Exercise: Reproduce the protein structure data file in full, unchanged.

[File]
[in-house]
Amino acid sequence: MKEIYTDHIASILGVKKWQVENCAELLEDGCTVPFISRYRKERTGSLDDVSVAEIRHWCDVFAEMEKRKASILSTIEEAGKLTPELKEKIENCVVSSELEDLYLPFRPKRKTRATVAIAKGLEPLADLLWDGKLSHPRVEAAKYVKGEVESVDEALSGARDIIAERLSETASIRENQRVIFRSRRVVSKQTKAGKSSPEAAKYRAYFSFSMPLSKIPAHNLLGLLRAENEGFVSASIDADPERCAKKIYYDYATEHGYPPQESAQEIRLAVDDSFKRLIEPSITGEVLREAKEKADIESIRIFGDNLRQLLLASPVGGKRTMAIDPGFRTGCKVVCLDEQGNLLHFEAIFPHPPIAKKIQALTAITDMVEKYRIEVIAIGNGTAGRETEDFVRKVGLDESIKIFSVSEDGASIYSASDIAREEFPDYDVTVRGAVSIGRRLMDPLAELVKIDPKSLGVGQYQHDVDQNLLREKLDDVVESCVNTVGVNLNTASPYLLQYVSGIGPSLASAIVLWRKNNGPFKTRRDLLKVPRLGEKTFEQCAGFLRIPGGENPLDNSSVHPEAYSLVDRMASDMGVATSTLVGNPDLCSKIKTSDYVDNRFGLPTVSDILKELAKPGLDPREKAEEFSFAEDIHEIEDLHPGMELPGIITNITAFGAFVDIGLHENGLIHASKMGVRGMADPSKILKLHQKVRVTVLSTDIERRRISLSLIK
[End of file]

[in-house]
Amino acid sequence: MKEIYTDHIASILGVKKWQVENCAELLEDGCTVPFISRYRKERTGSLDDVSVAEIRHWCDVFAEMEKRKASILSTIEEAGKLTPELKEKIENCVVSSELEDLYLPFRPKRKTRATVAIAKGLEPLADLLWDGKLSHPRVEAAKYVKGEVESVDEALSGARDIIAERLSETASIRENQRVIFRSRRVVSKQTKAGKSSPEAAKYRAYFSFSMPLSKIPAHNLLGLLRAENEGFVSASIDADPERCAKKIYYDYATEHGYPPQESAQEIRLAVDDSFKRLIEPSITGEVLREAKEKADIESIRIFGDNLRQLLLASPVGGKRTMAIDPGFRTGCKVVCLDEQGNLLHFEAIFPHPPIAKKIQALTAITDMVEKYRIEVIAIGNGTAGRETEDFVRKVGLDESIKIFSVSEDGASIYSASDIAREEFPDYDVTVRGAVSIGRRLMDPLAELVKIDPKSLGVGQYQHDVDQNLLREKLDDVVESCVNTVGVNLNTASPYLLQYVSGIGPSLASAIVLWRKNNGPFKTRRDLLKVPRLGEKTFEQCAGFLRIPGGENPLDNSSVHPEAYSLVDRMASDMGVATSTLVGNPDLCSKIKTSDYVDNRFGLPTVSDILKELAKPGLDPREKAEEFSFAEDIHEIEDLHPGMELPGIITNITAFGAFVDIGLHENGLIHASKMGVRGMADPSKILKLHQKVRVTVLSTDIERRRISLSLIK